toddler-508666__180

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More from Coral:  Memorial Day and Why I am Annoyed

(Author’s note:  Originally written and submitted on 5/31/2010 at Associated Content/Yahoo Contributors Network. All rights retained by author when site closed. Revised for today’s submission.  All photos courtesy of Pixabay.com License: CC0 Public Domain / FAQ and free for use.)

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12 thoughts on “Memorial Day Significance Has Been Forgotten

  1. Peter

    Coral, Yes!!!! I am in total agreement …in all aspects of this installment of your writing. It’s spot on! Thank you for all your posts..they are an inspiration.. also, please accept my sympathy for the loss of your dad. I know you were not overly close. But I’m sure you are proud of his excellence in his professional life..seems like that creative tendency has carried to you as well. Thank you again for speaking on behalf of all vets and for America in general. Best, Peter

    Sent from my LG Smartphone on Sprint

    1. Peter, thank you for stopping in to read and comment on this post. I appreciate your taking the time to do so and for your kind words.
      I am not sure how it is that you came by to read, or if we might know one another. But, again, thank you nonetheless.

  2. Trenna Sue

    One of the things I love about Memorial Day is the tradition of flying the flag half staff in the morning of those soldiers who have died and full staff afternoon for those who have served and are serving and not passed away. I think it is an important tradition. It means a lot to me.

  3. Coral, I will not be partying tomorrow. I will, unfortunately, have to work on my web site, but I will be pausing often to remember those who sacrificed their lives, including those that were my friends. I am going to link to this article on my own blog post for tomorrow.

    1. Thank you, Barbara, for your kind words and for sharing. I have a bbq to attend today, and tomorrow will be at the cemetery for a service to honor our war dead.

    1. Thank you so much, Theresa. I am considering getting back on FB, but doing so very privately, and then having my own writing page to promote a couple of blogs I am considering. I probably need to have a conversation with you (and buy your book!) before I do that! Hugs and much love to you, and thank you for your continued support. xo

  4. Reblogged this on BEYOND THE CHALLENGES OF LIFE and commented:

    Written last year, there is nothing I can say that is different than what I shared in the following post.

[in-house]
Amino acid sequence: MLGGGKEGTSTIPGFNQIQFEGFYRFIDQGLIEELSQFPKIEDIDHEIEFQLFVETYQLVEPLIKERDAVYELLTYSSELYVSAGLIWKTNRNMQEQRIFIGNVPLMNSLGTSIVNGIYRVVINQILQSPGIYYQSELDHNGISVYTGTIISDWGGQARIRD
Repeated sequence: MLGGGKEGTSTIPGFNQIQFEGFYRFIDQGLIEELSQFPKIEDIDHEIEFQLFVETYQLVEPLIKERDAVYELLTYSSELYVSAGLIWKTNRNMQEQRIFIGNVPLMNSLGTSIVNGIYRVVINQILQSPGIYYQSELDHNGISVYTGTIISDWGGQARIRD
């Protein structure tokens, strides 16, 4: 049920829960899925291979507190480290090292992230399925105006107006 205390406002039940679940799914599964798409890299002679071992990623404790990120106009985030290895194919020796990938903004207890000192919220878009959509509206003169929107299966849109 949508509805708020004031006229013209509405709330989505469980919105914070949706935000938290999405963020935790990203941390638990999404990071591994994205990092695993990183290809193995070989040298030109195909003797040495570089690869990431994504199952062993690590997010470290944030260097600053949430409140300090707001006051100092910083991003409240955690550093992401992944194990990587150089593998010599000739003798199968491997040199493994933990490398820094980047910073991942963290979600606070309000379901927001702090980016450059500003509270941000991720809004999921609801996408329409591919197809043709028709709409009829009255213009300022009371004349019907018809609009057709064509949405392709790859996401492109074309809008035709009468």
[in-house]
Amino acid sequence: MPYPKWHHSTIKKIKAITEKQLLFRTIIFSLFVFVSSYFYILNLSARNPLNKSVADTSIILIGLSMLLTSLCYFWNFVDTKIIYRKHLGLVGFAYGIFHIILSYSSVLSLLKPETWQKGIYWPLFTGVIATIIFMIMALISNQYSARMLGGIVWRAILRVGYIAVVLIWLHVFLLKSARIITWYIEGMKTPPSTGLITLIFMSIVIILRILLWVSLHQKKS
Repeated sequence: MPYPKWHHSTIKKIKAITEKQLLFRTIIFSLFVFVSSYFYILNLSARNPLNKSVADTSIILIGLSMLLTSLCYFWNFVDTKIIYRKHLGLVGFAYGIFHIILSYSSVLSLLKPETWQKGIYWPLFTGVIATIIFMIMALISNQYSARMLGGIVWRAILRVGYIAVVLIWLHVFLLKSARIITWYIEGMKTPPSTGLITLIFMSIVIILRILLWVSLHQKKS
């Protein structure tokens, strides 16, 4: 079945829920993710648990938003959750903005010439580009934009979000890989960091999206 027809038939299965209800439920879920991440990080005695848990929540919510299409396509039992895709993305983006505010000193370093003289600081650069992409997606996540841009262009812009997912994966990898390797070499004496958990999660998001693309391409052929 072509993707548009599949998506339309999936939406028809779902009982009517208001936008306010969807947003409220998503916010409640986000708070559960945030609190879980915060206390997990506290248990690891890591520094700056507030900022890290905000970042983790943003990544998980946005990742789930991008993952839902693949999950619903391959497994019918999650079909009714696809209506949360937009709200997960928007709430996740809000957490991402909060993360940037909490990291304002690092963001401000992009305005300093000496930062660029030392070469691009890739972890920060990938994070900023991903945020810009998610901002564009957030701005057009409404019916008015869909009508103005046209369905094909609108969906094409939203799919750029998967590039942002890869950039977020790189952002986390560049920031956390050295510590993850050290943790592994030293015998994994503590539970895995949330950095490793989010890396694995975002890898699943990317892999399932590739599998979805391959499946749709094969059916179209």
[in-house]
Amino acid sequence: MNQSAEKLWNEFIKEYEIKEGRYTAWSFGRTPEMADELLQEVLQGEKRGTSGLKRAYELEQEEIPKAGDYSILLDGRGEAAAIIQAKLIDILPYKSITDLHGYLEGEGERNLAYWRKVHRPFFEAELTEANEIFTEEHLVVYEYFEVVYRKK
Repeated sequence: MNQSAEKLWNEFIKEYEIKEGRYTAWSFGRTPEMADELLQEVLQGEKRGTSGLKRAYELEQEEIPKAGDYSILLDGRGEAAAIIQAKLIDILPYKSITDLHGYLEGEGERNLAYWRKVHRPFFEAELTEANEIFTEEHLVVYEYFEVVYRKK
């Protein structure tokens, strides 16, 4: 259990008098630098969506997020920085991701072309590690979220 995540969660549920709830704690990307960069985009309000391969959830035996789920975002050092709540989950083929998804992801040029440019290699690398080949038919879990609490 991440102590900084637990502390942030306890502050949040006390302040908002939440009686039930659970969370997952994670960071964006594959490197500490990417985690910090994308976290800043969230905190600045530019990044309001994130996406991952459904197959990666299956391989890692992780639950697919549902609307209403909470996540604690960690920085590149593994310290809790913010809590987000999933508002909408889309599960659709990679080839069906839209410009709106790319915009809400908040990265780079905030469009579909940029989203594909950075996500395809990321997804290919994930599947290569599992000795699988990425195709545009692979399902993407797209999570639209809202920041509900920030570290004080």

Please remember that Memorial Day is not Veterans Day or Armed Forces Day. Nor is it a day whose message should be pushed away into silence, only to be drowned out by whatever else it has come to mean for those who think it is a celebration of anything other than the memories of those men and woman who have given their lives to preserve the freedom and lives of others.

    I invite you to revisit last year’s piece and pass it along to remind others why we truly do have this day.

  5. fardreamer

    I’m always amazed at our nation’s unerring ability to take any observance (Presidents’ Day, Memorial Day, Thanksgiving, etc.) and turn it into a festive occasion. I have no problem celebrating Independence Day, but to call Memorial Day the start of summer and make it a “party hardy” weekend is an insult to those brave men and women who gave their lives in the service of their nation. It’s so sad and disappointing,

    1. Alex…I agree. I am all for people getting together and enjoying the company of others, and even using this weekend to start their summer, but not at the expense of disregard to our service members and other first-responders (police, firefighters, EMT, etc.) who have lost their lives in the line of doing their jobs to protect others and their freedoms.

      1. fardreamer

        I think that the people who came up with the concept of “Decoration Day” to honor the nation’s Civil War dead would be unhappy to see what our consumer-oriented culture has done to Memorial Day.

        It’s worth pointing out that the 20th Century version of Thanksgiving was conceived by the retail industry to boost pre-Christmas sales during World War II. I think President Franklin D. Roosevelt signed the decree that created the present national holiday either in 1941 or ’42. Not that it was a bad thing to do, really, but it originated from – again – commercial interests that were interested in profit and not creating a family-centered federal holiday.